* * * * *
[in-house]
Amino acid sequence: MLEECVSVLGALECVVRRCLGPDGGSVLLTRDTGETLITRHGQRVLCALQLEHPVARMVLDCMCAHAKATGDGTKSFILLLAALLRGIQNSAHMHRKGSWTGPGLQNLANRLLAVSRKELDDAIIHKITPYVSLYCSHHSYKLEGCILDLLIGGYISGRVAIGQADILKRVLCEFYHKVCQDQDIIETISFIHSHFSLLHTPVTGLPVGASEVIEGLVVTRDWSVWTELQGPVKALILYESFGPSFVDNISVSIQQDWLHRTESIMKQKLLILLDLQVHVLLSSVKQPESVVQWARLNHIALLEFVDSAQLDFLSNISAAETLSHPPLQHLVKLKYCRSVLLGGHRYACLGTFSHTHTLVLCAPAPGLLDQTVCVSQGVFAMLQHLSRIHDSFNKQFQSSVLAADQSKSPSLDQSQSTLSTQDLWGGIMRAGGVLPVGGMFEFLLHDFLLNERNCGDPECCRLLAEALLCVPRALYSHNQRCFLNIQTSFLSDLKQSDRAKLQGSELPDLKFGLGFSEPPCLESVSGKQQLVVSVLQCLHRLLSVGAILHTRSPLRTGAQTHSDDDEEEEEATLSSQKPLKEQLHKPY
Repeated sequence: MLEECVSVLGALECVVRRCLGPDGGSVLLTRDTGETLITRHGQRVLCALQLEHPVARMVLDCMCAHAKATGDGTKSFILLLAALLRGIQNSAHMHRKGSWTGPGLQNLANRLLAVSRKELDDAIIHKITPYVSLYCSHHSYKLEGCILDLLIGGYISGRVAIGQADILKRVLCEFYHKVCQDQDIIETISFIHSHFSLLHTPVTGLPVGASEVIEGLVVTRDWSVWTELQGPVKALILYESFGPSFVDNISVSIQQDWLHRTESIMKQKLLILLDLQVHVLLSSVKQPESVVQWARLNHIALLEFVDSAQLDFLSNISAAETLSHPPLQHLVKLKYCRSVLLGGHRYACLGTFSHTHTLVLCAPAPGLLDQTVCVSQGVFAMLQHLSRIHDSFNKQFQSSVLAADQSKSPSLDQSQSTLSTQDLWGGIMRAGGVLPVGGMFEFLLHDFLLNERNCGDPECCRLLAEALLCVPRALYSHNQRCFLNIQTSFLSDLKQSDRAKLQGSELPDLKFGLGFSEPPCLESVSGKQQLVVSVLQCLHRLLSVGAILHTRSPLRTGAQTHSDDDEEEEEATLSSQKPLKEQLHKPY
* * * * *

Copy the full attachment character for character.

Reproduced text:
[in-house]
Amino acid sequence: MLEECVSVLGALECVVRRCLGPDGGSVLLTRDTGETLITRHGQRVLCALQLEHPVARMVLDCMCAHAKATGDGTKSFILLLAALLRGIQNSAHMHRKGSWTGPGLQNLANRLLAVSRKELDDAIIHKITPYVSLYCSHHSYKLEGCILDLLIGGYISGRVAIGQADILKRVLCEFYHKVCQDQDIIETISFIHSHFSLLHTPVTGLPVGASEVIEGLVVTRDWSVWTELQGPVKALILYESFGPSFVDNISVSIQQDWLHRTESIMKQKLLILLDLQVHVLLSSVKQPESVVQWARLNHIALLEFVDSAQLDFLSNISAAETLSHPPLQHLVKLKYCRSVLLGGHRYACLGTFSHTHTLVLCAPAPGLLDQTVCVSQGVFAMLQHLSRIHDSFNKQFQSSVLAADQSKSPSLDQSQSTLSTQDLWGGIMRAGGVLPVGGMFEFLLHDFLLNERNCGDPECCRLLAEALLCVPRALYSHNQRCFLNIQTSFLSDLKQSDRAKLQGSELPDLKFGLGFSEPPCLESVSGKQQLVVSVLQCLHRLLSVGAILHTRSPLRTGAQTHSDDDEEEEEATLSSQKPLKEQLHKPY
Repeated sequence: MLEECVSVLGALECVVRRCLGPDGGSVLLTRDTGETLITRHGQRVLCALQLEHPVARMVLDCMCAHAKATGDGTKSFILLLAALLRGIQNSAHMHRKGSWTGPGLQNLANRLLAVSRKELDDAIIHKITPYVSLYCSHHSYKLEGCILDLLIGGYISGRVAIGQADILKRVLCEFYHKVCQDQDIIETISFIHSHFSLLHTPVTGLPVGASEVIEGLVVTRDWSVWTELQGPVKALILYESFGPSFVDNISVSIQQDWLHRTESIMKQKLLILLDLQVHVLLSSVKQPESVVQWARLNHIALLEFVDSAQLDFLSNISAAETLSHPPLQHLVKLKYCRSVLLGGHRYACLGTFSHTHTLVLCAPAPGLLDQTVCVSQGVFAMLQHLSRIHDSFNKQFQSSVLAADQSKSPSLDQSQSTLSTQDLWGGIMRAGGVLPVGGMFEFLLHDFLLNERNCGDPECCRLLAEALLCVPRALYSHNQRCFLNIQTSFLSDLKQSDRAKLQGSELPDLKFGLGFSEPPCLESVSGKQQLVVSVLQCLHRLLSVGAILHTRSPLRTGAQTHSDDDEEEEEATLSSQKPLKEQLHKPY